#### Sysyphus

##### Talk Tennis Guru

[Trigger warning: this thread is directed primarily at those who are unduly interested in the nitpicky and trivial aspects of tennis stats. If that ain't you, this thread's probably not for you.]

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As many of you already know,

Say player A wins 70% of his serve points of his service points and 35% of his return points. Assuming an equal number of points played on serve and return, this should suggest that he wins 52.5% of points overall. His DR would be 35/30 ≈ 1.17

Player B wins 65% of service points and 40% of return points, which (assuming equal amount of serve and return points played) suggests the same % of total points won. However, played B would end up with a lower DR of 40/35 ≈ 1.14.

Therefore, it looks like ceteris paribus DR is slightly skewed toward players with better serve stats. Now, I wasn't sure whether this slight skew meant that DR is slightly inaccurate compared to just % of points won, or whether it's actually a clever way of weighting for an actual advantage of stronger serving. Perhaps the ratio of return points won vs. service points lost tells us something important beyond what just total % of points won tells us. That was my hunch, that DR would be a slightly stronger predictor.

To check this, I ran a quick regression analysis comparing first the connection between DR and match win %, then % of points won and match win %. Thanks to this excellent thread by Falstaff, where he shows that DR explains a lot of variance in match win %, there was already a data set to look at where half the data was already plotted in (the clay seasons of Nadal, Ferrer, Djokovic and Federer through 2012/2013), so I used that sample for convenience's sake.

What were the results?

As such, this seems to me to beg the question:

This was pretty spur of the moment, and I may have overlooked something obvious. Calling tennis stat enthusiasts @falstaff78 @Chanwan @TheFifthSet @Gary Duane @Meles and the rest.

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As many of you already know,

**dominance ratio (DR)**is a nifty little stat to show how dominant a player has been in a given match, season, or similar. It has been shown to explain a lot of the variation in players' win %, and is thought to be a good predictor of future results. On the face of it, it's pretty similar to looking at what % of points a player wins, but not quite. How is it calculated? By dividing**the percentage of points you win against your opponent's serve versus the percentage of points your opponent wins against your serve**. Wouldn't that amount to pretty much exactly the same as just % of total points won? Not entirely – let's look at two hypothetical examples.Say player A wins 70% of his serve points of his service points and 35% of his return points. Assuming an equal number of points played on serve and return, this should suggest that he wins 52.5% of points overall. His DR would be 35/30 ≈ 1.17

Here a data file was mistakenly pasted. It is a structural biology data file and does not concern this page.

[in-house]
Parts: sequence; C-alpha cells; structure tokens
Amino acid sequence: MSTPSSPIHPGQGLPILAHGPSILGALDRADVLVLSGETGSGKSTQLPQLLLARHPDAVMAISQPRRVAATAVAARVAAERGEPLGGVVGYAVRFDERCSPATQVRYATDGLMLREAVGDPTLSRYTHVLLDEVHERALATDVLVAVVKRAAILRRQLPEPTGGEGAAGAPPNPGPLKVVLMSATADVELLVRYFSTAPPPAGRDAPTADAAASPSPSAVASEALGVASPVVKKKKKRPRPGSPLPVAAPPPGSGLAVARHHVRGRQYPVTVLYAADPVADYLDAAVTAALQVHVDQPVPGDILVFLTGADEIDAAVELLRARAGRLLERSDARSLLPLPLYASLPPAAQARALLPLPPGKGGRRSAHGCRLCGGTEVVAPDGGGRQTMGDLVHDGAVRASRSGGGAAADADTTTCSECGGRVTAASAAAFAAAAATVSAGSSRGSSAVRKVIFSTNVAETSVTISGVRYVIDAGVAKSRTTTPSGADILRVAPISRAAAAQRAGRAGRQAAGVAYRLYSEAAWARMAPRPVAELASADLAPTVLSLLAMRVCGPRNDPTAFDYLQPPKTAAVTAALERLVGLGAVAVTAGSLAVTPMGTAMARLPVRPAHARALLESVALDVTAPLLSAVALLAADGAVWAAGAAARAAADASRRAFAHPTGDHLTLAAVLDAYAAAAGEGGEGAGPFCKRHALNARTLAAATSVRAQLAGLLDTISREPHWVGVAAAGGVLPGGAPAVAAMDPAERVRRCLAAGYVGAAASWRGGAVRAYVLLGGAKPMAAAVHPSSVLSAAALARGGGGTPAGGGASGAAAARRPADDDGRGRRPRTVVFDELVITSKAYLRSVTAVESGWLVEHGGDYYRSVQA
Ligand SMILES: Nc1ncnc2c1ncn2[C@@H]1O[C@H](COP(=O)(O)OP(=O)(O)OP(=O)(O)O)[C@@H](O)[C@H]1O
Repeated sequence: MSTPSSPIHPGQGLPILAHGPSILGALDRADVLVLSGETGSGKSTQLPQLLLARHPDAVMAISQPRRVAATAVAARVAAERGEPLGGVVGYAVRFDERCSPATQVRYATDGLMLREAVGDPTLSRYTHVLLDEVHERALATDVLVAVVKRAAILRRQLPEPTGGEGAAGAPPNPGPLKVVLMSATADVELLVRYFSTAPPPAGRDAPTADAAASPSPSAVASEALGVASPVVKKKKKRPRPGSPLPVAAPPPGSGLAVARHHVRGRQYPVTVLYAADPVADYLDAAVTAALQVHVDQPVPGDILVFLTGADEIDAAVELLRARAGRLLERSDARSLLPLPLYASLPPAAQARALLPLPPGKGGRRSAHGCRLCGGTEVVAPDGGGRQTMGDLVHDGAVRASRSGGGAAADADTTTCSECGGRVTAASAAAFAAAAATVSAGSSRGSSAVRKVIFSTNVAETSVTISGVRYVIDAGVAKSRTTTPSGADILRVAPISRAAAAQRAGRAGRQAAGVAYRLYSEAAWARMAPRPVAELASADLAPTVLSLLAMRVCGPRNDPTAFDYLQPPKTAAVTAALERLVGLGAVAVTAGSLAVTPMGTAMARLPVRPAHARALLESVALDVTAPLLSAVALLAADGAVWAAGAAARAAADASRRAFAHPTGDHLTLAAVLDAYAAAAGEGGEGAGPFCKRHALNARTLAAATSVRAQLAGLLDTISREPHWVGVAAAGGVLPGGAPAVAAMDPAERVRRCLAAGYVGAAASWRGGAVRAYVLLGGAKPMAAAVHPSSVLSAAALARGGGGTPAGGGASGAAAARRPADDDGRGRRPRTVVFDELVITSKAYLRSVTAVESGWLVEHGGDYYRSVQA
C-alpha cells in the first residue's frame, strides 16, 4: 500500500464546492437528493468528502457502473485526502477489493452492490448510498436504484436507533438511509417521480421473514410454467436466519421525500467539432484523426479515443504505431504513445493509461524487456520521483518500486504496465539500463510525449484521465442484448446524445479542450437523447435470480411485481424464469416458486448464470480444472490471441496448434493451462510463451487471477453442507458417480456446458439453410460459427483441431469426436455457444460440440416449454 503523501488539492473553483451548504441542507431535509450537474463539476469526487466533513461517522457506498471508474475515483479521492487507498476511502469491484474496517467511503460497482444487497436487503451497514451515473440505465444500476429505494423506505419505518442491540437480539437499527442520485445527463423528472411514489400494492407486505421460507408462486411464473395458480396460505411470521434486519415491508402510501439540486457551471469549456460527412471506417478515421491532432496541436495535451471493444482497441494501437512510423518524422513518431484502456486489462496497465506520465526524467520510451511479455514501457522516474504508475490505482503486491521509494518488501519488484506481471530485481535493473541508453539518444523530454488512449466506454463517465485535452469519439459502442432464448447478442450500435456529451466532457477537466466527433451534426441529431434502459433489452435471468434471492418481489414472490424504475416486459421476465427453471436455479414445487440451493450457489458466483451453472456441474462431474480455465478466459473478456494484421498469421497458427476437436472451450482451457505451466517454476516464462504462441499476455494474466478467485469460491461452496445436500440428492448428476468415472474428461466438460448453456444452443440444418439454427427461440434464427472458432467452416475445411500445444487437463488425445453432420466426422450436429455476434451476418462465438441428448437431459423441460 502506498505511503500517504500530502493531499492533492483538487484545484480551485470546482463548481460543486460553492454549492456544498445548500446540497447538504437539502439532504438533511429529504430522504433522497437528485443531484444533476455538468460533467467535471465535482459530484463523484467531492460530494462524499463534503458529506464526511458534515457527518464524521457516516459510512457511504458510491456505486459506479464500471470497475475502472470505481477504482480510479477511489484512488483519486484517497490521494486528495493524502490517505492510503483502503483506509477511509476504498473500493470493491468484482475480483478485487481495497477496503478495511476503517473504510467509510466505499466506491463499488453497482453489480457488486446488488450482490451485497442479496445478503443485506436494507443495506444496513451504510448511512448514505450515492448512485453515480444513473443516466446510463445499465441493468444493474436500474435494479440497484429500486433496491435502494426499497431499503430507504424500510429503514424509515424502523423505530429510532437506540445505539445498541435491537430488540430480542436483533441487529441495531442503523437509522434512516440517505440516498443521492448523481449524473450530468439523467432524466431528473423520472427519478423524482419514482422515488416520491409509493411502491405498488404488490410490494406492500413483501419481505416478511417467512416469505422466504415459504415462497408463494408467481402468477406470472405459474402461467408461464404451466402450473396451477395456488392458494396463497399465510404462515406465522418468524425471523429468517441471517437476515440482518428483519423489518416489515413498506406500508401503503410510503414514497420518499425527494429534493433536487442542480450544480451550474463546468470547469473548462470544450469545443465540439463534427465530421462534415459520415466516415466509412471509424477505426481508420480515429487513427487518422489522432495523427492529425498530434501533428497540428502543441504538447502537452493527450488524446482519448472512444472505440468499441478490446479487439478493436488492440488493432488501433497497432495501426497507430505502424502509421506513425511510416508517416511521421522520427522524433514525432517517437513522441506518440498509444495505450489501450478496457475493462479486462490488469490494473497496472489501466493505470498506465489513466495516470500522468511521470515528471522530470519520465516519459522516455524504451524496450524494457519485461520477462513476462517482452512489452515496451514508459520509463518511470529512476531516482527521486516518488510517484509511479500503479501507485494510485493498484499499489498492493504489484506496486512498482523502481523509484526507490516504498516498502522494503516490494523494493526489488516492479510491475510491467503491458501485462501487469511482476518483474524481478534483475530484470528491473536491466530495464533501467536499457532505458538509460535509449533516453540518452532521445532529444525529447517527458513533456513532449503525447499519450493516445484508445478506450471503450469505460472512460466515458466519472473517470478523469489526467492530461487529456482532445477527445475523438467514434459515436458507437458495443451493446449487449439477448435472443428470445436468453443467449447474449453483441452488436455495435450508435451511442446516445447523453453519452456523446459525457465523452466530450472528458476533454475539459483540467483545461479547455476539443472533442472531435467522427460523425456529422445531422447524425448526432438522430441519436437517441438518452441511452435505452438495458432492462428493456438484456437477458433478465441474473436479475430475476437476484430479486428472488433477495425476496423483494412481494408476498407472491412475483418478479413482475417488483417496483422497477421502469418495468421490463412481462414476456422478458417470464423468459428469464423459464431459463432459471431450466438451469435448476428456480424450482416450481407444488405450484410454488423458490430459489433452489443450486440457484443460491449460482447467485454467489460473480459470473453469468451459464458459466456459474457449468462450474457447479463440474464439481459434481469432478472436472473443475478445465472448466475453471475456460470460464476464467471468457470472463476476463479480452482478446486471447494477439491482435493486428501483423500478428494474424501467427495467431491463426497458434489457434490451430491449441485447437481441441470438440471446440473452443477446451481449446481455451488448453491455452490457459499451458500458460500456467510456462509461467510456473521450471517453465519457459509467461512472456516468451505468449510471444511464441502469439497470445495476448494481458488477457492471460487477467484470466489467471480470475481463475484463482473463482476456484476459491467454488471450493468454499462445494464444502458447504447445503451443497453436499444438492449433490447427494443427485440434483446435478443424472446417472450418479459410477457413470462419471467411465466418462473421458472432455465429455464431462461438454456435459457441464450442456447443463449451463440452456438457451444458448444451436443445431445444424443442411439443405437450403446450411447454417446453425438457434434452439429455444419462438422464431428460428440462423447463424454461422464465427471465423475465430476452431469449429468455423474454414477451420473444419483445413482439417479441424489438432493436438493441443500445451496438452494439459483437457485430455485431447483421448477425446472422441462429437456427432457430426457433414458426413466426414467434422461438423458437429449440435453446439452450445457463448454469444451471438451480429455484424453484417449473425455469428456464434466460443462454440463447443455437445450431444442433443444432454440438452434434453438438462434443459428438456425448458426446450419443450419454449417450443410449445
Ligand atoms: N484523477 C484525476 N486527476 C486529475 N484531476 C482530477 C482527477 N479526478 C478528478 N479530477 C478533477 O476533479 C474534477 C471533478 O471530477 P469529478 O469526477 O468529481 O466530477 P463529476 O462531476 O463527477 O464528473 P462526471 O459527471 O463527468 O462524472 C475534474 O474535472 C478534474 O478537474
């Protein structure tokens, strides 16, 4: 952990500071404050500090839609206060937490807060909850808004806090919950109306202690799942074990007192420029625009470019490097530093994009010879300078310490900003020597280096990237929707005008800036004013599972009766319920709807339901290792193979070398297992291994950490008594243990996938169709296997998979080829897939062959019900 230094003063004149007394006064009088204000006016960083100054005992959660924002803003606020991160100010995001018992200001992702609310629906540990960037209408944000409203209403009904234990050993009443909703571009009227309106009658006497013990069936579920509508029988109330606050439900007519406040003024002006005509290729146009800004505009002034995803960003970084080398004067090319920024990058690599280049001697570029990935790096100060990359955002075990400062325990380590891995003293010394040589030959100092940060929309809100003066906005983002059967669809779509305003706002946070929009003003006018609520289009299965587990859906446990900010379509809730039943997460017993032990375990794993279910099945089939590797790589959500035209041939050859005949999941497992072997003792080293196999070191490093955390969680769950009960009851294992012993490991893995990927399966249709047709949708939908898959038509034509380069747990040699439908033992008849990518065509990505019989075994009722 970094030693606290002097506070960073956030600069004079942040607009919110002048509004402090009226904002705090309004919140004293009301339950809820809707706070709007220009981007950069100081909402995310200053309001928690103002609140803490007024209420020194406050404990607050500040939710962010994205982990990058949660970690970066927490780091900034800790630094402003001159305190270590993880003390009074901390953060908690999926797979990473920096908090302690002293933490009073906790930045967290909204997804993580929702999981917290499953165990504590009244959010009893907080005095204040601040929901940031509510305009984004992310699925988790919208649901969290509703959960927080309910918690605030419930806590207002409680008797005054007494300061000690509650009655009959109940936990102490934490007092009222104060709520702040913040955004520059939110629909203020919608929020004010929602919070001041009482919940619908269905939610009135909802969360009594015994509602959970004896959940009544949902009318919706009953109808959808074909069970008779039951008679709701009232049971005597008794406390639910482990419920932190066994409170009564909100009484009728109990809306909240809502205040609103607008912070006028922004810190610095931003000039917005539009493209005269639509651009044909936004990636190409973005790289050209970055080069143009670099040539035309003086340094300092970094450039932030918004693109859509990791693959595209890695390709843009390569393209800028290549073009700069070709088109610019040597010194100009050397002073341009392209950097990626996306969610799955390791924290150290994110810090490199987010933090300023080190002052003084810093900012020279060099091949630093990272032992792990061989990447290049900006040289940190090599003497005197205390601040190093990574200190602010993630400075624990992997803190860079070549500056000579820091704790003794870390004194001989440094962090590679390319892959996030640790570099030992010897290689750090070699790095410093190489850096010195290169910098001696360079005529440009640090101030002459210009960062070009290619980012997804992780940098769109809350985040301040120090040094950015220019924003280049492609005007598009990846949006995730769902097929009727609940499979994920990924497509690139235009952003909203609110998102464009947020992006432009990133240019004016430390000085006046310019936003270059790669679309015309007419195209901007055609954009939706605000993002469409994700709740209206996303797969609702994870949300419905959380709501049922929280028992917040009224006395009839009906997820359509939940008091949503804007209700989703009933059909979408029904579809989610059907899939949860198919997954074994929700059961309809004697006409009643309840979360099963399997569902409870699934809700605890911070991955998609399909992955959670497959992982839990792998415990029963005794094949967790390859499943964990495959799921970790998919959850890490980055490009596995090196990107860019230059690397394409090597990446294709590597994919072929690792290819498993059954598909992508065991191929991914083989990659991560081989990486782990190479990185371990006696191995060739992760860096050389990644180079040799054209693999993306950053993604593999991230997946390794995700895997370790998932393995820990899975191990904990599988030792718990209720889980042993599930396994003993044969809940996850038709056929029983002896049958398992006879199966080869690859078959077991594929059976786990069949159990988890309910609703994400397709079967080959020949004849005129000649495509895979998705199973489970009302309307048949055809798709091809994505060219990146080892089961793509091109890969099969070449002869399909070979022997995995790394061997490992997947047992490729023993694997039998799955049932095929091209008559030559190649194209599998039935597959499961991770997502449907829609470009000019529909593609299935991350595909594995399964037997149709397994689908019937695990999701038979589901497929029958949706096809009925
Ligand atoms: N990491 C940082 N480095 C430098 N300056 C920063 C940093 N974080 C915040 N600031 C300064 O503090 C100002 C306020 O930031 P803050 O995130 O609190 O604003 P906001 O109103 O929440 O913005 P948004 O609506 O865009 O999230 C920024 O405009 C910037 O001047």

Player B wins 65% of service points and 40% of return points, which (assuming equal amount of serve and return points played) suggests the same % of total points won. However, played B would end up with a lower DR of 40/35 ≈ 1.14.

Therefore, it looks like ceteris paribus DR is slightly skewed toward players with better serve stats. Now, I wasn't sure whether this slight skew meant that DR is slightly inaccurate compared to just % of points won, or whether it's actually a clever way of weighting for an actual advantage of stronger serving. Perhaps the ratio of return points won vs. service points lost tells us something important beyond what just total % of points won tells us. That was my hunch, that DR would be a slightly stronger predictor.

To check this, I ran a quick regression analysis comparing first the connection between DR and match win %, then % of points won and match win %. Thanks to this excellent thread by Falstaff, where he shows that DR explains a lot of variance in match win %, there was already a data set to look at where half the data was already plotted in (the clay seasons of Nadal, Ferrer, Djokovic and Federer through 2012/2013), so I used that sample for convenience's sake.

What were the results?

**Dominance ratio explained 76.9% of the variation in winning percentage**(like Falstaff found).**The correlation between DR and match win percentage was .877.****Percentage of total points won explained 78.3% of the variation in match win percentage, and the correlation was .885.**

DR

% points won

% points won

As such, this seems to me to beg the question:

**does using dominance ratio really add anything useful compared to just using the simple nuts and bolts metric of % of points won?**The explained variation and correlation is almost exactly the same. If anything, % of points won seems to do slightly better, which may give credence to the idea that DR has a slightly unnecessary skew in favor of better serving.This was pretty spur of the moment, and I may have overlooked something obvious. Calling tennis stat enthusiasts @falstaff78 @Chanwan @TheFifthSet @Gary Duane @Meles and the rest.

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